We had so much fun with our Rainbow Foam Dough post that we decided to get in the holiday spirit this last week (even though it's still early!) by making some Candy Cane Foam Dough! I just loved Learn Play Imagine's Erupting Candy Corn Foam Dough - it was such a clever idea to make a shape - so we decided to give it a go! I didn't even use a full can of shaving cream and still managed to make a HUGE Candy Cane - S was in awe. :) I feel like we really maximized our Foam Dough experience this time and managed to get three different sensory experiences from one batch!
First up I made two containers of Foam Dough - one white and one red. The red color isn't totally blended for reasons I'll get to a little later. S didn't notice. She was just blown away by the giant candy cane spanning half our dining room table.
Just like always, Foam Dough is good for some fluffy, puffy, cloud-like goodness.
It's SO SO SO fun to smoosh the big puffs of dough.
S wasted no time gleefully demolishing the candy cane - and created a "mountain of candy cane snow" with the aftermath.
As you continue to handle and play with the Foam Dough, the shaving cream will slowly lose its puff and the dough will become crumbly and feel like some crazy hybrid of cloud dough and playdough. At this point we grabbed some of S's plastic animals and I hid them inside candy cane snowballs for he to break open. (PS you can roll the snowballs. Try it. It's fun.)
X happened to be napping when I made S her giant candy cane, so we decided to whip him up a batch of plain white "snowy" foam dough the next day with the remainder of the shaving cream. Foam Dough can be very messy - you may want to do this activity outside or in the tub depending on your comfort level with messes. :)
Oh and remember, this is in no way edible - if you'd like to do this activity with a toddler, please be sure they are way past the mouthing stage and understand not to touch their eyes or taste this!
Once your kiddos are done playing with the cloud dough/playdough like stage of the Foam Dough, collect all the crumbles in a container and slowly add water (it doesn't take much) while mixing with your hands. In just a short period of time you'll have an oobleck like substance - thus getting a third sensory experience in! Wahoo!
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Now let's get down to the business of making Foam Dough. I add shaving cream to a container and if I am going to add any coloring (food coloring or liquid watercolors - we use liquid watercolors because they are washable) I add and stir that in. You could also add some Peppermint Extract or Peppermint Essential Oil at this stage if you'd like. Next add roughly (eyeballing) the same amount of cornstarch (AKA cornflour) as there is shaving cream. I gently stir with a spoon - folding the cornstarch into the mixture. I love our Foam Dough to be big and puffy like a cloud, so I am careful NOT to knead it or otherwise overstir it. I know it is ready to be gently molded into whatever shape desired when I see the dough start to separate into little bits like it has in the photo below. If it is still sticking together, I add a bit more cornstarch until it looks like it does below. It will be a bit messy and sticky when you first play with it, but it will totally feel like you are touching a cloud! It's my favorite part - so I encourage you to not overstir or knead and miss that initial first fun part.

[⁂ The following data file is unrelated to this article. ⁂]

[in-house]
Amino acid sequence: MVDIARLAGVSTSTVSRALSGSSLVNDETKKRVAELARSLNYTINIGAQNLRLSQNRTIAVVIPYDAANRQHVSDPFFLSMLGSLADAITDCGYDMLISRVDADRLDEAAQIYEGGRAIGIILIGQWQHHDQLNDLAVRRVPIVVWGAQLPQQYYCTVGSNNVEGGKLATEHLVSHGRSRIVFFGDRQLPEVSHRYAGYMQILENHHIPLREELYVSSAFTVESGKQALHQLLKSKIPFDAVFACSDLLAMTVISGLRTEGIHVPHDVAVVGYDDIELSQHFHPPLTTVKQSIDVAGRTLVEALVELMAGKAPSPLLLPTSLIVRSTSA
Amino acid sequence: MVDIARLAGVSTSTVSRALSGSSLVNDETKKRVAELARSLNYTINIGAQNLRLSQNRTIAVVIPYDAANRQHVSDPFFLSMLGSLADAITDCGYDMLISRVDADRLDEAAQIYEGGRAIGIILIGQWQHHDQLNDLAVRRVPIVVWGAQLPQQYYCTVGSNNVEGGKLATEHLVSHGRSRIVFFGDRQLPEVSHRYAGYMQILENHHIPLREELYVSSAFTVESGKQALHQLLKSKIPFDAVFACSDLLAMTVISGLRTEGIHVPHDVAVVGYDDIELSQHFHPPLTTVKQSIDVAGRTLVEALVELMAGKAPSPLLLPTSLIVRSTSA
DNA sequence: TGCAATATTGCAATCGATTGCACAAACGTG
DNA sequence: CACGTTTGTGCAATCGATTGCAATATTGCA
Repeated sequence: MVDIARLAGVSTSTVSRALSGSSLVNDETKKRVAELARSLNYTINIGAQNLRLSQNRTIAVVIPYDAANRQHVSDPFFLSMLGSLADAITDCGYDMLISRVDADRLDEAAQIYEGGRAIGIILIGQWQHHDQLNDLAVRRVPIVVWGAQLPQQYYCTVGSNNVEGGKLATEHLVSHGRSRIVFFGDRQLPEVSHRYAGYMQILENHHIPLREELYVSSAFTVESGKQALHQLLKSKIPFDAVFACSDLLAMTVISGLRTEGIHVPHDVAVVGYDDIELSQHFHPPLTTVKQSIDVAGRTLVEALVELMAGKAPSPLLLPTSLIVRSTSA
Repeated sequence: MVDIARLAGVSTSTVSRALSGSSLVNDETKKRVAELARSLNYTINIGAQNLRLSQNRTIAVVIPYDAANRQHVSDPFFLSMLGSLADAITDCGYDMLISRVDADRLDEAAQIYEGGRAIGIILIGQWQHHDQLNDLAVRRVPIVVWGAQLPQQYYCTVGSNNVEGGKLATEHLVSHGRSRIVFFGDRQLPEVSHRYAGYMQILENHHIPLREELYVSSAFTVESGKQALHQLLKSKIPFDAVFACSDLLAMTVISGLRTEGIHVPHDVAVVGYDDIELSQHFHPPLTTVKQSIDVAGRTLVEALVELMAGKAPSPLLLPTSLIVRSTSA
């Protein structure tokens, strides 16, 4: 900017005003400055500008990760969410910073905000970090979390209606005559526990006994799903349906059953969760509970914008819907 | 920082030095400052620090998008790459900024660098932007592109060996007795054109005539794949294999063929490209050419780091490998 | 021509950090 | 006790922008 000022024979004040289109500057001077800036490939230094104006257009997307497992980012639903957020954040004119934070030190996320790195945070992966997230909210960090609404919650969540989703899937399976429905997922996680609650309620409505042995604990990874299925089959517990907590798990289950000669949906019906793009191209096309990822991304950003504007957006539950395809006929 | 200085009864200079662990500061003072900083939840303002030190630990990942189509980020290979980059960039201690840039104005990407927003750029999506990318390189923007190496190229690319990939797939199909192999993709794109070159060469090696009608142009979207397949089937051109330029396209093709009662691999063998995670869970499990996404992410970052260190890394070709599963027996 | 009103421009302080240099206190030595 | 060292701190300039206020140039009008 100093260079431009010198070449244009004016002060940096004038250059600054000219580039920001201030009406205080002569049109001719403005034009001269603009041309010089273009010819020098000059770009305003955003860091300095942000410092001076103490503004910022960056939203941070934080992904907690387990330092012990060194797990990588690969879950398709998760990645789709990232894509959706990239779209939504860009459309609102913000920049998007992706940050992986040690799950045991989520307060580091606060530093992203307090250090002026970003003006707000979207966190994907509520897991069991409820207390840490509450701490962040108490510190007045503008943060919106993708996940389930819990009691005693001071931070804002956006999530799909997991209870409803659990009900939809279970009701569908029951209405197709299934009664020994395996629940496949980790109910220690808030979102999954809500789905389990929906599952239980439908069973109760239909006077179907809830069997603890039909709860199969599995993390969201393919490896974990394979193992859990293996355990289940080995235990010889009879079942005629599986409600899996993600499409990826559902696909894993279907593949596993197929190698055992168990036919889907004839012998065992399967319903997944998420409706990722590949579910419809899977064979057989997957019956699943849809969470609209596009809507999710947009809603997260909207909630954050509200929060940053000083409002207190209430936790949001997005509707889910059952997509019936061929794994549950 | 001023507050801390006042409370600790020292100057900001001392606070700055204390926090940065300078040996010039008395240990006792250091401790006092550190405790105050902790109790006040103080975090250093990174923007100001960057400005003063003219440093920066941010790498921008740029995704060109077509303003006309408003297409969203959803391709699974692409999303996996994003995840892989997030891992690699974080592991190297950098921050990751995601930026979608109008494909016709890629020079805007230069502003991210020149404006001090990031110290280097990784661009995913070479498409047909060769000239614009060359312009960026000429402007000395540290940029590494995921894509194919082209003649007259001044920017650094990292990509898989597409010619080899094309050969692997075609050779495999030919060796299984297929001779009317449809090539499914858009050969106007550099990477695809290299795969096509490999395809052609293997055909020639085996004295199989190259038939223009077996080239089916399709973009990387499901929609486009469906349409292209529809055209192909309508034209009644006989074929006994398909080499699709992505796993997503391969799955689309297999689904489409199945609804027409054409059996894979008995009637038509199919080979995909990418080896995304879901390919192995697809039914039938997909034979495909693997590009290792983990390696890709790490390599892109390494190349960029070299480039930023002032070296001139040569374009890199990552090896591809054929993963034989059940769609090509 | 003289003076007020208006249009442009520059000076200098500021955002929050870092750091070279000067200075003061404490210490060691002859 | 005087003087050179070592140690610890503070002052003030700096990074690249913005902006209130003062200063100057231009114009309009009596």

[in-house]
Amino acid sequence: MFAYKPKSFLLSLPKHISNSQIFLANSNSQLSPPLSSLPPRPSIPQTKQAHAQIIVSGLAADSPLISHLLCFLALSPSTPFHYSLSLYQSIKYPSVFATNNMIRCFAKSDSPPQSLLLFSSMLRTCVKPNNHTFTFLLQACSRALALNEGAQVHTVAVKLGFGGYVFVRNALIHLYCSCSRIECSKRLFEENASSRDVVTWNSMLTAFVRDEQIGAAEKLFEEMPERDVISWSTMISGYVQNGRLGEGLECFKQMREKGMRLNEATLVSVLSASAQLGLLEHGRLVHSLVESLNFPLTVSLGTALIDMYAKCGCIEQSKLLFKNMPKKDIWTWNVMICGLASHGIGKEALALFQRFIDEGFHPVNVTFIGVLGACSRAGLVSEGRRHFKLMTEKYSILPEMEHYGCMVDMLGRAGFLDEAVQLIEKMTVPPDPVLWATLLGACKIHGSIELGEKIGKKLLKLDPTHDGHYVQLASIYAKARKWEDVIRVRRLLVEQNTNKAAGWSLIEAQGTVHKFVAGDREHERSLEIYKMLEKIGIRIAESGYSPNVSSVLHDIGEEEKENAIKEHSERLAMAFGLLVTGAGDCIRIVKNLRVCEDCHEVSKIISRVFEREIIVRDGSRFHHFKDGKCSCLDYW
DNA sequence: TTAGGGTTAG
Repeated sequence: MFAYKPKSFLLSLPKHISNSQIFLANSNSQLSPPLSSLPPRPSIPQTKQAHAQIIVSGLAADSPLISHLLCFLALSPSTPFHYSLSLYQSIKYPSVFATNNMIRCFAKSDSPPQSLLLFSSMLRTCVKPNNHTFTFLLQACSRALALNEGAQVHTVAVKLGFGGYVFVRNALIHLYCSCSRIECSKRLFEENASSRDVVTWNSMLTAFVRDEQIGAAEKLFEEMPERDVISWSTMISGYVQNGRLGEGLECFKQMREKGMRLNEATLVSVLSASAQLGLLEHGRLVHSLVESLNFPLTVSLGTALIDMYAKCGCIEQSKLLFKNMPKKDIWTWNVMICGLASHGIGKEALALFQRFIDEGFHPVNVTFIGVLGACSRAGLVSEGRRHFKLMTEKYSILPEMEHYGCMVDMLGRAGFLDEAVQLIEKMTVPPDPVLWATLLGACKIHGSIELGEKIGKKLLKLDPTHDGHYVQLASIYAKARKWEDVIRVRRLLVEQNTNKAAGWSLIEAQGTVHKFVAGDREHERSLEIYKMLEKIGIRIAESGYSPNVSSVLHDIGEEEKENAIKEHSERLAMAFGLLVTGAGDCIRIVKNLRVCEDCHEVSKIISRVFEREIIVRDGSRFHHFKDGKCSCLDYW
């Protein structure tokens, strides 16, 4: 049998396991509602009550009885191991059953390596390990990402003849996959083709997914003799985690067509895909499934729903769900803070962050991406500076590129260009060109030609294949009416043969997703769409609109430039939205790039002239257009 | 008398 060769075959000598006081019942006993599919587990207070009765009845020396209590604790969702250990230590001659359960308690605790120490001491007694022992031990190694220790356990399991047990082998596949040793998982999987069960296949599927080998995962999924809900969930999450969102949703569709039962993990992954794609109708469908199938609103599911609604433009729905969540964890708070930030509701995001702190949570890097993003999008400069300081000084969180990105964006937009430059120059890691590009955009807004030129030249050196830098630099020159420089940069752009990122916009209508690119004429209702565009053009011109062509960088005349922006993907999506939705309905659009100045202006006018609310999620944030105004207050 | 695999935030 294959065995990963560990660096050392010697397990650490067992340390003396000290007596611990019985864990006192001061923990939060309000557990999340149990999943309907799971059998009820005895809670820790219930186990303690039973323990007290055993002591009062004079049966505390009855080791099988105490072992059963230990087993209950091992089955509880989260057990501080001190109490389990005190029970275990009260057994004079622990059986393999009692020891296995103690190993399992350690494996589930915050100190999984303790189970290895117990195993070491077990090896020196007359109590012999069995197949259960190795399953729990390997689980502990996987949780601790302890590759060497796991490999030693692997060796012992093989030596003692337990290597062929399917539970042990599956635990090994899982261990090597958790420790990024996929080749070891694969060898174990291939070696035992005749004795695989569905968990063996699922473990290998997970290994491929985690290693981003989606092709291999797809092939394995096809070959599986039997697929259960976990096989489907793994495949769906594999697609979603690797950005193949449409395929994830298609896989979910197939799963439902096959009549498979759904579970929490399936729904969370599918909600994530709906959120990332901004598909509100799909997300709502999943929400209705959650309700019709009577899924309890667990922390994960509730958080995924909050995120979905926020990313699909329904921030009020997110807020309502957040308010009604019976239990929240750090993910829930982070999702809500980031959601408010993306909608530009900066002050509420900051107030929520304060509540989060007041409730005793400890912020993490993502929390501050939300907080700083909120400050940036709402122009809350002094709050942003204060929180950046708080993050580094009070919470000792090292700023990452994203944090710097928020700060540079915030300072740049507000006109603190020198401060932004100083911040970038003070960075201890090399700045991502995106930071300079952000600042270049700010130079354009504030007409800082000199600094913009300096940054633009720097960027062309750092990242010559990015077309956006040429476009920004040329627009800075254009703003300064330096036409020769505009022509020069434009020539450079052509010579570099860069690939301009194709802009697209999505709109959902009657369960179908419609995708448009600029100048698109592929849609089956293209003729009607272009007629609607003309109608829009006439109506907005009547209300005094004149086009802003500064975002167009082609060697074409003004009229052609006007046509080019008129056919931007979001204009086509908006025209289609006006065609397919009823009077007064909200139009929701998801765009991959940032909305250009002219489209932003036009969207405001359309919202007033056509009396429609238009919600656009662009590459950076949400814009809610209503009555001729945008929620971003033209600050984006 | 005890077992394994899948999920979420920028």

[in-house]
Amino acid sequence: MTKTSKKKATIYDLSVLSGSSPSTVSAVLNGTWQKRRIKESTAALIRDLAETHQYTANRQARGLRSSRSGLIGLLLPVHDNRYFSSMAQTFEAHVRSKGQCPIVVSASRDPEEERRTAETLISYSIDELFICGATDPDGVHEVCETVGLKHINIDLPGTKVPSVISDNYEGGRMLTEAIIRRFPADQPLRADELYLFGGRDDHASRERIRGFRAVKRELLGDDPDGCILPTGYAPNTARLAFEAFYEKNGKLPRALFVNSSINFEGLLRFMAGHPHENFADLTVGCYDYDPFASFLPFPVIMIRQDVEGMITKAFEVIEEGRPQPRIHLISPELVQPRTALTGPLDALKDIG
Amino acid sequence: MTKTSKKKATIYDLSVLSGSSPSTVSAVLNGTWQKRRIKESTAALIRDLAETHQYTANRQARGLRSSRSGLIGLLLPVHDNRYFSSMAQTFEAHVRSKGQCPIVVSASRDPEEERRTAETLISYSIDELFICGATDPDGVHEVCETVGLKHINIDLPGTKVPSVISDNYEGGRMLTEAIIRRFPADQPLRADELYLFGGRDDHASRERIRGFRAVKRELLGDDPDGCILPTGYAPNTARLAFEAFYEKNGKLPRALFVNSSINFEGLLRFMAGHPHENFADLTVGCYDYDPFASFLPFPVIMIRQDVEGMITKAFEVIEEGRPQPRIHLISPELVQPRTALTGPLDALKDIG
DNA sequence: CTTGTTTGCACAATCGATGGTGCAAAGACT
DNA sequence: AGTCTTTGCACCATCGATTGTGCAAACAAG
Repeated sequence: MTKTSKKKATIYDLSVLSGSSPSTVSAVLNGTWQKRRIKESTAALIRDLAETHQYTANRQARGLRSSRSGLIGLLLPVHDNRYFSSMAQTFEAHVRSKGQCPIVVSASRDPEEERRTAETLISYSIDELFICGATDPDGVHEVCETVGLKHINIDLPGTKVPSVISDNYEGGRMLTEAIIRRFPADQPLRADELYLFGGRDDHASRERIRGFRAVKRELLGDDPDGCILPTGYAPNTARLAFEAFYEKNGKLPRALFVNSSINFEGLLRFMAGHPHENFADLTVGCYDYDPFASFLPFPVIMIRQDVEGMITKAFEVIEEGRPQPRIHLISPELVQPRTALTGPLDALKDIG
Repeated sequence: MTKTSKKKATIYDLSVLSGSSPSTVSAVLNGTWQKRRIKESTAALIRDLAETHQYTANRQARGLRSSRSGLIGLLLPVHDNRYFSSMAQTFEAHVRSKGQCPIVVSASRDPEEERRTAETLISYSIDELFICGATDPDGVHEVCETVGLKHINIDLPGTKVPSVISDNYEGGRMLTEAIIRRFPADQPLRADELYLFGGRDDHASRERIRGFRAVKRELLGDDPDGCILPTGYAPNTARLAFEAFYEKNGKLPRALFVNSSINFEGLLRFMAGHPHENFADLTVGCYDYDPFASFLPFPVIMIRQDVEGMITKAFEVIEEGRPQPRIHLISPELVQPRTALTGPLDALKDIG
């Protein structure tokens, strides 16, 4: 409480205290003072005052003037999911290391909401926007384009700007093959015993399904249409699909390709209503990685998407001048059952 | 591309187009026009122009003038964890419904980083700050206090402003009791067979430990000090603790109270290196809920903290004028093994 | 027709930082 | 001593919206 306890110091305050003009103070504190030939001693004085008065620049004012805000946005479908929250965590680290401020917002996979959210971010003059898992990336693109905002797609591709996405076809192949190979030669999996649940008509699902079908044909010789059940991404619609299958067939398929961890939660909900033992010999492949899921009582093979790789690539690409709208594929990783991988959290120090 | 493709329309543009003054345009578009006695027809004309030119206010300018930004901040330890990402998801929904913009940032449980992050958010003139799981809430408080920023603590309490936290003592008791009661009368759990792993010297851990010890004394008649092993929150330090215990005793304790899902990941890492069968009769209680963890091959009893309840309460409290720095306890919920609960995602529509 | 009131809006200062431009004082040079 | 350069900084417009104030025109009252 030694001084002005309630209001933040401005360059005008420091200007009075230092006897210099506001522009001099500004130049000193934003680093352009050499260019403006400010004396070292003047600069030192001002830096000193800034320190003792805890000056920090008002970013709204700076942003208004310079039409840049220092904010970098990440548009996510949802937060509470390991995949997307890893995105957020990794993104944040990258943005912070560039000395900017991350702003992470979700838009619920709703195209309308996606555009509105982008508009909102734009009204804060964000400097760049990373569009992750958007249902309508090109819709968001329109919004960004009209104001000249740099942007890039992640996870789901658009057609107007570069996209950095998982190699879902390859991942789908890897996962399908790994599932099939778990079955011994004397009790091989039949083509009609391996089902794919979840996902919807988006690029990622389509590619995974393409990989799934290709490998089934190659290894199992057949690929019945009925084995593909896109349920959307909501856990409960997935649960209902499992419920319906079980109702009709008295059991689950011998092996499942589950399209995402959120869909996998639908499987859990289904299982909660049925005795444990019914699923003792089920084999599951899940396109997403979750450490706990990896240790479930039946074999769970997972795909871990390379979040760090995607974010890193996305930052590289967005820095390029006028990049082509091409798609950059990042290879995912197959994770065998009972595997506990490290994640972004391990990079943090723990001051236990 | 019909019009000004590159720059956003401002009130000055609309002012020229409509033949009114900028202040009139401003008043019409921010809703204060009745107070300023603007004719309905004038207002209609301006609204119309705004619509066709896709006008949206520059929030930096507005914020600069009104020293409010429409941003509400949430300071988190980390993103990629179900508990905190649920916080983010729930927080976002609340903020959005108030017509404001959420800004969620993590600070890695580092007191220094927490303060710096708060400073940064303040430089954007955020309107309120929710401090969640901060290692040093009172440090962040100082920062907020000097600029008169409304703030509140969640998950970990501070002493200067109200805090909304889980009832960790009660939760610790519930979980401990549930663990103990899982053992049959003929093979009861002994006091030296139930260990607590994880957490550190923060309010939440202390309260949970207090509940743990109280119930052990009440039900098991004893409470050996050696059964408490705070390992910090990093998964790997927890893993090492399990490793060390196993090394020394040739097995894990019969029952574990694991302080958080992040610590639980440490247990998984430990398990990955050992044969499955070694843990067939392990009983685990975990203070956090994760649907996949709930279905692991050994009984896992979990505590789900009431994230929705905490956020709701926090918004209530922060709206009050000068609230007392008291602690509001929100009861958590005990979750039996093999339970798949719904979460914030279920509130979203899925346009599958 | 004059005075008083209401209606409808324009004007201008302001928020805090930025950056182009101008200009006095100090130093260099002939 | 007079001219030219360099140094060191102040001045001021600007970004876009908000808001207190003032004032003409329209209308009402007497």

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All activities here are activities I feel are safe for my own children. As your child's parents/guardians, you will need to decide what you feel is safe for your family. I always encourage contacting your child's pediatrician for guidance if you are not sure about the safety/age appropriateness of an activity. All activities on this blog are intended to be performed with adult supervision. Appropriate and reasonable caution should be used when activities call for the use of materials that could potentially be harmful, such as scissors, or items that could present a choking risk (small items), or a drowning risk (water activities), and with introducing a new food/ingredient to a child (allergies). Observe caution and safety at all times. The author and blog disclaim liability for any damage, mishap, or injury that may occur from engaging in any of these activities on this blog.